men in designer fashion clothing Dior silk suit
Architect and designer Hugo Toro (left) and Booking Office 1869 owner Harry Handelsman. Photographed by Michael Sinclair

EAT

Booking Office 1869

Visitors arriving into London by train might want to head straight from the platform to this glamorous new drinking and dining destination in the original St. Pancras station ticket hall. Parisian architect and designer Hugo Toro says his opulent interior for Booking Office 1869 aims to provide “a visual dialogue with the space’s extraordinary heritage.” The 19th-century building’s iconic architecture is carefully preserved and is complemented by details intended to evoke a Victorian winter garden. The dining room, which can seat 120 guests, features 25-foot-tall palm trees, spectacular chandeliers, and a 70-foot-long bar serving up classic dishes and heritage-style cocktails with a modern twist.





modern luxury designer hotel room arched window green walls green curtains built in shelves modular sofa round coffee tables objets view of London
Locke at Broken Wharf. Photographed by Nicholas Worley.

STAY

Locke at Broken Wharf

Occupying a prime site on the north bank of the River Thames, the 113-room Locke at Broken Wharf is perfectly situated near many of London’s top attractions. Constructed in the 1970s, the former office building has been transformed into a trendy apart-hotel (a combination of hotel and luxury apartment building) that provides a comfortable and inviting oasis in the heart of the city. New York City–based architecture firm Grzywinski + Pons exposed the building’s raw concrete structure and filled the communal spaces with plants and plush furnishings to soften the industrial aesthetic. The guest rooms feature bespoke furniture and practical kitchens, with some providing views across the river toward the nearby Tate Modern art galleries.


women in retro 1970s Condo with angled window, large plants, neutral wall color, wall-to-wall carpet, dining table, floor lamp, sofa, painting
Gayle Noonan and Tatjana von Stein, of Stella Concept, at home in their 1970s-inspired apartment. Photographed by Genevieve Lutkin.

SEE

Sella Concept

Tatjana von Stein and Gayle Noonan founded multidisciplinary design studio Sella Concept in 2016 and have since gained a reputation for creating characterful spaces which they say combine “timeless elegance with a slight theatrical flair.” The firm takes a holistic approach to its projects, focusing on the three-dimensional aspects including form, materials, and spatial flow. Sella Concept’s work spans restaurants and bars, workplaces, retail spaces, hotels, private residences, and members’ clubs, and recurring elements include bold forms, a playful use of color, and materials chosen to give every space a unique personality. Among the firm’s successes to date are the maximalist interiors for Sister Jane’s retail showroom and restaurant in Notting Hill, featuring metal- and velvet-clad walls; and a richly textured design for a private office overlooking the Manhattan Bridge in New York, completed during the COVID-19 lockdown. Anyone looking to bring Sella Concept’s sumptuous style to their own project can pick up one of the studio’s handmade stools or a pot of the Sella paint created in collaboration with British brand Mylands.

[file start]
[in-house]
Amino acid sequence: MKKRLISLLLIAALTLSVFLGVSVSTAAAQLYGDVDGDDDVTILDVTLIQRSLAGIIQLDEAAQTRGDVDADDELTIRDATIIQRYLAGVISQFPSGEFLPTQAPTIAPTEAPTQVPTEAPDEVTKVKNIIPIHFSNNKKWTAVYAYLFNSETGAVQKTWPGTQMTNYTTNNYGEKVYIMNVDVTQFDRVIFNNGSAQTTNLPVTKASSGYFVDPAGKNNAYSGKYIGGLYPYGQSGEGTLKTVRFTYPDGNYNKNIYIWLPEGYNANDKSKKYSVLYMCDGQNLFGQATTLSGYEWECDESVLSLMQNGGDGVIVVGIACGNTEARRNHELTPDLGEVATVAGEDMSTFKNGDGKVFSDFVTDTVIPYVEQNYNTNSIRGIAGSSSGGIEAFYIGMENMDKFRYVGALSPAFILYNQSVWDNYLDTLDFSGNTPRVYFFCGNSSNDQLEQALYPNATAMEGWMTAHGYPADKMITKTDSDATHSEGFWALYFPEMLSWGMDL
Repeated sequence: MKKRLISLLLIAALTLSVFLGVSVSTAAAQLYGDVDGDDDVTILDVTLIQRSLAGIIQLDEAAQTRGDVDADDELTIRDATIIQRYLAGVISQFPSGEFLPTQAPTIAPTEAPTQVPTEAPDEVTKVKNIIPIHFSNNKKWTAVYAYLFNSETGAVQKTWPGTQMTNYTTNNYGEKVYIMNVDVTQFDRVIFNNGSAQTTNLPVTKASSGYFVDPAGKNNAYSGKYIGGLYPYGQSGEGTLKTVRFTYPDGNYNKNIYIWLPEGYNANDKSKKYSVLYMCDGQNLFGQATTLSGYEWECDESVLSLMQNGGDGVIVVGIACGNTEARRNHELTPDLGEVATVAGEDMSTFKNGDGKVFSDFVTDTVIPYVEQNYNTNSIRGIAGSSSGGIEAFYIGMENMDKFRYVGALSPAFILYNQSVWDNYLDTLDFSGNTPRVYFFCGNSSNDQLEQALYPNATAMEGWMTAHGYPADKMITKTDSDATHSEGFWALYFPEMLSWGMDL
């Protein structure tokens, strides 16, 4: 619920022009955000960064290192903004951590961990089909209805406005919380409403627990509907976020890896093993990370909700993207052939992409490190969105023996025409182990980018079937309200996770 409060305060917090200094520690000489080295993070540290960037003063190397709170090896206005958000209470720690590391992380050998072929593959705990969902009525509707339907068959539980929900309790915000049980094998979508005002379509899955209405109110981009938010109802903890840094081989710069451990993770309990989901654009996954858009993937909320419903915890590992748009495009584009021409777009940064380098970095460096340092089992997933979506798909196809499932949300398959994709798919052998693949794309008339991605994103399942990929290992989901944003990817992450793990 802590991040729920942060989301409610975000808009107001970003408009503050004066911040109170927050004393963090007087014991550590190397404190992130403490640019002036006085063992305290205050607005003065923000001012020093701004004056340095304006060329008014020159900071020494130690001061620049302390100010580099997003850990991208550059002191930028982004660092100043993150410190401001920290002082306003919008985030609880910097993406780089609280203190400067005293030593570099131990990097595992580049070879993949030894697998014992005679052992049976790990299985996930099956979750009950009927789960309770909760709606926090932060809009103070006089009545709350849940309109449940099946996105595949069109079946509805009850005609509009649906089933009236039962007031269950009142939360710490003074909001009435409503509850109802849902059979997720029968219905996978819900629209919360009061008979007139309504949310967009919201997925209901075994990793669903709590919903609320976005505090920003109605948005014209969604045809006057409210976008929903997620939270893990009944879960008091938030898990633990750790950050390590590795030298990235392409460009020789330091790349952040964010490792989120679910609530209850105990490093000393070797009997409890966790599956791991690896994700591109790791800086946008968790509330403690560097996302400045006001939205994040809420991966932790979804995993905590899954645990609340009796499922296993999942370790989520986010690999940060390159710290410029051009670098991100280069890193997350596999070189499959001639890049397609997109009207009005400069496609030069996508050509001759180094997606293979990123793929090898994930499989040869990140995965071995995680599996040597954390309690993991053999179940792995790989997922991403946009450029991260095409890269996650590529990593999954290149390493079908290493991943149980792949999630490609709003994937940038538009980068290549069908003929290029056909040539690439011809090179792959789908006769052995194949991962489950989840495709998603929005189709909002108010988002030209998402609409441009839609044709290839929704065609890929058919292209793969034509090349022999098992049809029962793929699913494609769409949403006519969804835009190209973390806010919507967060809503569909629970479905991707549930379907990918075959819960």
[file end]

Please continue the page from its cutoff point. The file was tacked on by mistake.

exterior architecture of Exeter College Oxford London sunny day metal facade modern meets traditional historic design
Photograph courtesy Alison Brooks Architects.

SEE

Alison Brooks

Alison Brooks may be one of the most garlanded architects currently working in the United Kingdom, but it is fair to say that she hasn’t gained the “starchitect” status of some of her contemporaries, particularly in the London scene. Brooks would much prefer it this way, as she chooses to focus on creating generous, inclusive architectural projects that are informed by the unique qualities of their contexts rather than conforming to a signature style. Growing up in Canada, Brooks studied at the University of Waterloo, Ontario, before moving to the United Kingdom in 1988. She worked with Ron Arad, co-designing the foyer architecture of the Tel Aviv Opera, before founding her namesake studio in 1996. Several outstanding residential projects helped establish the practice and led to larger commissions for cultural and education buildings, as well as housing developments and urban high-rise buildings. The studio’s sculptural design language and rigorous attention to detail help its buildings stand out within the urban realm and have earned it more than 80 awards. Most recently, Alison Brooks Architects scooped up the 2021 RIBA House of the Year prize for Windward House, an unusual geometric extension to a Georgian farmhouse in the English countryside.